10 Cheer Tryout Mistakes to Avoid

by omni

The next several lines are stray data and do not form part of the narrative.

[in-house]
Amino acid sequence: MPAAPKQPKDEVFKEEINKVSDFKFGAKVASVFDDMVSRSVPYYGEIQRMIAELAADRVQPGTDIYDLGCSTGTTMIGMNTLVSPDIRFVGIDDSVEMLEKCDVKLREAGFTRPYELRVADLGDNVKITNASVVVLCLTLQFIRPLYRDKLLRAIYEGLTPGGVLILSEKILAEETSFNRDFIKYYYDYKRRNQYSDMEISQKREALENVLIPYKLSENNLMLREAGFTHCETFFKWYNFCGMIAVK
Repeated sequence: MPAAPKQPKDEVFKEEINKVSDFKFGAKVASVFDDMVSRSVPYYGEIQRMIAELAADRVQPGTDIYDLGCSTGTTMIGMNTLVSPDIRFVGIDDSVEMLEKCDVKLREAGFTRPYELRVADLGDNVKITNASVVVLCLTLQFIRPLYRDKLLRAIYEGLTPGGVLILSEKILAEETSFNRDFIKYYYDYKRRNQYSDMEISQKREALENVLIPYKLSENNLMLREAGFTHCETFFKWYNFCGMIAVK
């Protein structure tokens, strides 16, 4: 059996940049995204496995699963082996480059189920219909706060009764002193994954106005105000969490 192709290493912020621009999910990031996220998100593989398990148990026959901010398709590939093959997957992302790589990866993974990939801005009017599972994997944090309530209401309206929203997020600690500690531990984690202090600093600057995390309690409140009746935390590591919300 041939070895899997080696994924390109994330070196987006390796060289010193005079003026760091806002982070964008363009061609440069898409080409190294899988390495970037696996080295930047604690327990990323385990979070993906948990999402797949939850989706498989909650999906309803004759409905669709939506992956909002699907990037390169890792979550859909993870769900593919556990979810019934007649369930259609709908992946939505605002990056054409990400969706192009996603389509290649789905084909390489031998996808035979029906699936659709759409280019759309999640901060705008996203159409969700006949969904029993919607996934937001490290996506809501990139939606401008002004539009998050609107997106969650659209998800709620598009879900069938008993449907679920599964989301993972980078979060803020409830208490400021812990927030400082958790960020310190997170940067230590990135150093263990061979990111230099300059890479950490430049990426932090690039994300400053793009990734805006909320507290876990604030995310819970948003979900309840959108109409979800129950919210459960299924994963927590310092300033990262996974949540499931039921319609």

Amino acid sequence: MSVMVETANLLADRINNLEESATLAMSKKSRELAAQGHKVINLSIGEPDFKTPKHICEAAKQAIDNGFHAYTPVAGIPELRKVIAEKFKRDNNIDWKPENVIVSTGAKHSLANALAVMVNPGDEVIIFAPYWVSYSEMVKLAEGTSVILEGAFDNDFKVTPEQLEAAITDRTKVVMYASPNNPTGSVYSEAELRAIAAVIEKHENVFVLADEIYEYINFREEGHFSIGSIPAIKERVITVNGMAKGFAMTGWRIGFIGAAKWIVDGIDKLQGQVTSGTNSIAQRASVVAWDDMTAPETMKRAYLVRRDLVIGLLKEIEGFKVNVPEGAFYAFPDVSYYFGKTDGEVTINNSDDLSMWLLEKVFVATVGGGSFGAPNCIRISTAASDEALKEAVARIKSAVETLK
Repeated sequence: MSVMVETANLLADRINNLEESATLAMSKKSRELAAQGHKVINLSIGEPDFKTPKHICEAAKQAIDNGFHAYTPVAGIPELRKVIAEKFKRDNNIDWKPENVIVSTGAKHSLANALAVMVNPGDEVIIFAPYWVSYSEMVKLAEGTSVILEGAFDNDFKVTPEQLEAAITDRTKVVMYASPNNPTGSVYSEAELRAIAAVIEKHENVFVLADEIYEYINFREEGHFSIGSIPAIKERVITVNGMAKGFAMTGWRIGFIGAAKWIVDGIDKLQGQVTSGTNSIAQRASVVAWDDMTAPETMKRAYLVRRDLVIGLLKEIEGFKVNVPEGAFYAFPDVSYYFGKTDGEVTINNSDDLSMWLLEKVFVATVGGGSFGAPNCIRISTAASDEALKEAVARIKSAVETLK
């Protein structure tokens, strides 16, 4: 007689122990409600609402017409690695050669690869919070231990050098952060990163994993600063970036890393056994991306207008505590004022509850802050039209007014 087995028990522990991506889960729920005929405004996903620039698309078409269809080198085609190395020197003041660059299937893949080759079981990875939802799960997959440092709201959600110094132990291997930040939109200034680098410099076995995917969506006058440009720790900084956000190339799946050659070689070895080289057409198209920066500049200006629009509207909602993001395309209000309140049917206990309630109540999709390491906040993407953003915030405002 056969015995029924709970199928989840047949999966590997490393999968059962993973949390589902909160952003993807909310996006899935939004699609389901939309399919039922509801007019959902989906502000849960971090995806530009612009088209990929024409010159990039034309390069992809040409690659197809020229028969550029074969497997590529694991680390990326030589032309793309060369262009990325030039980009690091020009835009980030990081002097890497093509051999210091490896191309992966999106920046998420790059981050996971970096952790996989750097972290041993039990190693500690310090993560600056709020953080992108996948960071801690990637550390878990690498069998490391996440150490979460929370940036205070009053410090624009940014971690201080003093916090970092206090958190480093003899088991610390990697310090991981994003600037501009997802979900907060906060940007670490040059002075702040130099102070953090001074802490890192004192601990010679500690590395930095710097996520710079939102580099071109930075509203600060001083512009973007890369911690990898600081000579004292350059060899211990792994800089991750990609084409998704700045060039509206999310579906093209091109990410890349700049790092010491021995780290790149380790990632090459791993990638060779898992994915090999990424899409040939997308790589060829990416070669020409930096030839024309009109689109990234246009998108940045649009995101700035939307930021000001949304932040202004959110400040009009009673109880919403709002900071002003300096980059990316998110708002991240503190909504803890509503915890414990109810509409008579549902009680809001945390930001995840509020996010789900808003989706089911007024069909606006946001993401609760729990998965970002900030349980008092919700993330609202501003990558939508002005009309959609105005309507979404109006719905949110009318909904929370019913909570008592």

Just because you’re a newbie trying out for cheer doesn’t mean you have to look like a newbie! When you tryout, it’s important to look as professional and knowledgeable as an experienced cheerleader. You don’t necessarily have to know advanced stunts and tumbling; instead, you should be prepared and look great performing what you do know! Here are a few common mistakes cheerleaders make at tryouts. Learn them and avoid them! Then, go out there and show the coach what you’ve got. Not arriving early. Show up to tryouts early. Give yourself plenty of time to stretch, practice, and relax. It’s better to arrive too early than late! Trying to be perfect. You don’t have to be a tumbling master to make the cheer squad. In fact, you may only know how to do a cartwheel. Rather than trying to learn advanced stunts, and possibly hurt yourself or fall during tryouts, work on what you already know and perfect your current skills. Showing the coach your flexibility will have a greater affect than attempting a wobbly back walkover without pointed toes or straight legs. Skipping meetings. Even if the coach doesn’t say they’re mandatory, consider them mandatory if you want to make the squad. Coaches will often host meetings, clinics, or workshops before the actual tryout. Even if you think you’re well prepared, attend every meeting if possible. These clinics and workshops will most likely shed light on what the coach is looking for during tryouts. This will help you know what to concentrate working on and to put on the back burner. Never performing in font of an audience. Even if the audience is just your mom and pet dog, performing a cheer in front of people is a lot different than performing alone in front of a mirror. If you don’t practice in front of people, you may freeze up during tryouts. Practicing in front of someone will also help you learn how to swiftly recover if you mess up. Stopping after a mistake. During tryouts, the worst thing you can do is show that you messed up. No matter how little or big the mistake, act like it never happened. First, there’s a good chance the coach didn’t notice if it was something small, like a forgotten word to a cheer. Second, even if the coach did, you’ll only draw more attention to the mistake if you stop, make a face, or apologize. Keep smiling and keep pushing through the end! Not asking for a second chance. If you really feel you messed up a stunt, cheer, or tumble, ask the coach if you can try it again. While not all coaches will allow this, it can’t hurt asking. If the coach says no, simply move on. If he or she does allow you a do-over, take a deep breath, relax, focus, and move on. Taking the floor without spirit. A good cheerleader doesn’t just act spirited; she is spirited! Don’t start performing when the music comes on or your routine begins. Smile the moment you hit the stage. Enter the room or stage with an energetic cheer or enthusiastic chant. It will get the coach pumped up before you even start! Being afraid to ask a question. During the tryout, if a judge or coach asks something of you that you don’t understand or didn’t fully hear, ask him or her to clarify or repeat the question. The worst thing you can do is assume what was said and then do something incorrectly. Freaking out if you’re asked to repeat a stunt. Let’s say the judge or coach asks you to do a herkie or a toe touch. You do one and you’re certain you nailed it. But then, you’re asked, “can you do that again?” A common mistake is to freak out and assume you’ve done it incorrectly or insufficiently. That isn’t true. The coach may have missed something the first time, wants to see it again, or just want to check your consistency. Forgetting to be LOUD. A mistake some new cheerleaders make is not being loud enough while cheering. Don’t be afraid to yell. A coach would rather you be too loud than too quiet. You have to appear confident; shyness and a quiet cheer won’t cut it. Another mistake that’s easy to make when shouting or yelling is not enunciating. Even if you’re loud, the coach won’t know what you’re saying if you mumble the words. Keep each word sharp and distinct. What are your tryout tips? What mistakes should new cheerleaders avoid?

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